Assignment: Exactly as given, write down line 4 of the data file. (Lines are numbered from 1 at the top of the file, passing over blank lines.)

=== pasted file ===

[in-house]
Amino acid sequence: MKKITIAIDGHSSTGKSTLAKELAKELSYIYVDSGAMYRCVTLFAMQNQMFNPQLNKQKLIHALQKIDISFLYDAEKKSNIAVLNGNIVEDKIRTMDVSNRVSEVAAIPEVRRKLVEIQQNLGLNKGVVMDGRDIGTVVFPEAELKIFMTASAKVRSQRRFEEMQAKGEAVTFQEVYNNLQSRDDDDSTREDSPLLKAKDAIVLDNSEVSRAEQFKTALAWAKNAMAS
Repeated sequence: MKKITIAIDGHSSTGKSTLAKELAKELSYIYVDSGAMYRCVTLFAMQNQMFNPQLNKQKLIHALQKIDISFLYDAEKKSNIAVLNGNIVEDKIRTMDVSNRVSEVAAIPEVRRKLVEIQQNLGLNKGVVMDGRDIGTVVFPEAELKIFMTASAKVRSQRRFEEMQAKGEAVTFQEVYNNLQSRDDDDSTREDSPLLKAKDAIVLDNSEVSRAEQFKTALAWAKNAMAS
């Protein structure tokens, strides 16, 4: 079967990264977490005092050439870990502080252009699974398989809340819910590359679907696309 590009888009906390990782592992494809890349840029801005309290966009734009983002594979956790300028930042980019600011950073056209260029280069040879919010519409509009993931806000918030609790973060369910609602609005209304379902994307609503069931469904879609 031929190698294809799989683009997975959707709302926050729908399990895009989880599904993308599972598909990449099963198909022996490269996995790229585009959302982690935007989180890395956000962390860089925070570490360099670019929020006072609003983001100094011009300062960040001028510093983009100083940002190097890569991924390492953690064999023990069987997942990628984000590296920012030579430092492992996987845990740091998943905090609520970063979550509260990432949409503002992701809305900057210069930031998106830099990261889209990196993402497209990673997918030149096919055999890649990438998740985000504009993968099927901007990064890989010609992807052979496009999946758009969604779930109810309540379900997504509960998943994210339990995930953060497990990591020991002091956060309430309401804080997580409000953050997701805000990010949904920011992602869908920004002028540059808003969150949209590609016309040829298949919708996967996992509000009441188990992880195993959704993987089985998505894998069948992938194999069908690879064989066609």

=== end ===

């Protein structure tokens, strides 16, 4: 079967990264977490005092050439870990502080252009699974398989809340819910590359679907696309 590009888009906390990782592992494809890349840029801005309290966009734009983002594979956790300028930042980019600011950073056209260029280069040879919010519409509009993931806000918030609790973060369910609602609005209304379902994307609503069931469904879609 031929190698294809799989683009997975959707709302926050729908399990895009989880599904993308599972598909990449099963198909022996490269996995790229585009959302982690935007989180890395956000962390860089925070570490360099670019929020006072609003983001100094011009300062960040001028510093983009100083940002190097890569991924390492953690064999023990069987997942990628984000590296920012030579430092492992996987845990740091998943905090609520970063979550509260990432949409503002992701809305900057210069930031998106830099990261889209990196993402497209990673997918030149096919055999890649990438998740985000504009993968099927901007990064890989010609992807052979496009999946758009969604779930109810309540379900997504509960998943994210339990995930953060497990990591020991002091956060309430309401804080997580409000953050997701805000990010949904920011992602869908920004002028540059808003969150949209590609016309040829298949919708996967996992509000009441188990992880195993959704993987089985998505894998069948992938194999069908690879064989066609």